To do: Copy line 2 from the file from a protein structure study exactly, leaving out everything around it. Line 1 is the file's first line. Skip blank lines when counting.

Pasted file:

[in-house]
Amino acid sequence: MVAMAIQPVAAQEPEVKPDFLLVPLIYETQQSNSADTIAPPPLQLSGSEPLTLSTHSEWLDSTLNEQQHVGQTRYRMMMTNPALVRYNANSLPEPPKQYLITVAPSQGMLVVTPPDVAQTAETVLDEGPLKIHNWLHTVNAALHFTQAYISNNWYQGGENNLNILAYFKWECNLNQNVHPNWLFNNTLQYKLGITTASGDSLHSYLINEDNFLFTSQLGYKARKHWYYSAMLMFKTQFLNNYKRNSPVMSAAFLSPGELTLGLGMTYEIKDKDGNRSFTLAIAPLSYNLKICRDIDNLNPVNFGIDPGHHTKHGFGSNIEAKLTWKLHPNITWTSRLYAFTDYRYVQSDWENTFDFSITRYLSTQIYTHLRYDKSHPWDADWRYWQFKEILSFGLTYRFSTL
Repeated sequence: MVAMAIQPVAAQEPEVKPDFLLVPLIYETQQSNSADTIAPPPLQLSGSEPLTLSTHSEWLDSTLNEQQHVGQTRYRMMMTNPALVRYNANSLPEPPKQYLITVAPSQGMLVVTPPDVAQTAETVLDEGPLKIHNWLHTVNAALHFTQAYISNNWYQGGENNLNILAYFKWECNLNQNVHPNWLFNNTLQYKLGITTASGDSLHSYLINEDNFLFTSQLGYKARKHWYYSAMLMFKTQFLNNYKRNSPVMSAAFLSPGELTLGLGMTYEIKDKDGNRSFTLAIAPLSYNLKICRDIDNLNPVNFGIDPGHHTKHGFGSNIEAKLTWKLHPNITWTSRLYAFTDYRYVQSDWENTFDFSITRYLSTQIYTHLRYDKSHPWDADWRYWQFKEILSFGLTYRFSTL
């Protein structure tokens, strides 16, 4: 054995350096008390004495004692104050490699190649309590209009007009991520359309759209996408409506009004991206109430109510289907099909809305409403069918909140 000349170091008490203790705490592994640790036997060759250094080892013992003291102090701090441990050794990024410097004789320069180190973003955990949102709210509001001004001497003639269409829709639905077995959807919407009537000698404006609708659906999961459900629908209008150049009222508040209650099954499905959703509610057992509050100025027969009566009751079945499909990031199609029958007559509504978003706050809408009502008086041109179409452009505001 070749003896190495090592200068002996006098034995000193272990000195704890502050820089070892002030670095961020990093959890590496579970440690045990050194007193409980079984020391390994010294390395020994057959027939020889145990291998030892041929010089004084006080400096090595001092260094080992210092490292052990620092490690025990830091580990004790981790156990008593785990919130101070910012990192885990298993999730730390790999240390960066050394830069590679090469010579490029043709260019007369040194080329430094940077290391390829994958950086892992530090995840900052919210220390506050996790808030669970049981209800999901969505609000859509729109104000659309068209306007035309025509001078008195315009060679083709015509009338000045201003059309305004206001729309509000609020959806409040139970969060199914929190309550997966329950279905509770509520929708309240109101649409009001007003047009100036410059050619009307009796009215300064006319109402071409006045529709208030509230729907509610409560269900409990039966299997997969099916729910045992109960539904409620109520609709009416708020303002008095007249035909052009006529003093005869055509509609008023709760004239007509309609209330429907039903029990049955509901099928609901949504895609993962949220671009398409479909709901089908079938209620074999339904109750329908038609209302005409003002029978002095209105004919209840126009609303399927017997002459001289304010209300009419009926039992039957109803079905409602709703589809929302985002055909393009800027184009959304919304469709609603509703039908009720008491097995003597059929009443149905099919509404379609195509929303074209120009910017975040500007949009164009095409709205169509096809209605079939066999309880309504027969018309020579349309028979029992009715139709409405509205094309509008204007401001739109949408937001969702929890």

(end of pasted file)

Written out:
Amino acid sequence: MVAMAIQPVAAQEPEVKPDFLLVPLIYETQQSNSADTIAPPPLQLSGSEPLTLSTHSEWLDSTLNEQQHVGQTRYRMMMTNPALVRYNANSLPEPPKQYLITVAPSQGMLVVTPPDVAQTAETVLDEGPLKIHNWLHTVNAALHFTQAYISNNWYQGGENNLNILAYFKWECNLNQNVHPNWLFNNTLQYKLGITTASGDSLHSYLINEDNFLFTSQLGYKARKHWYYSAMLMFKTQFLNNYKRNSPVMSAAFLSPGELTLGLGMTYEIKDKDGNRSFTLAIAPLSYNLKICRDIDNLNPVNFGIDPGHHTKHGFGSNIEAKLTWKLHPNITWTSRLYAFTDYRYVQSDWENTFDFSITRYLSTQIYTHLRYDKSHPWDADWRYWQFKEILSFGLTYRFSTL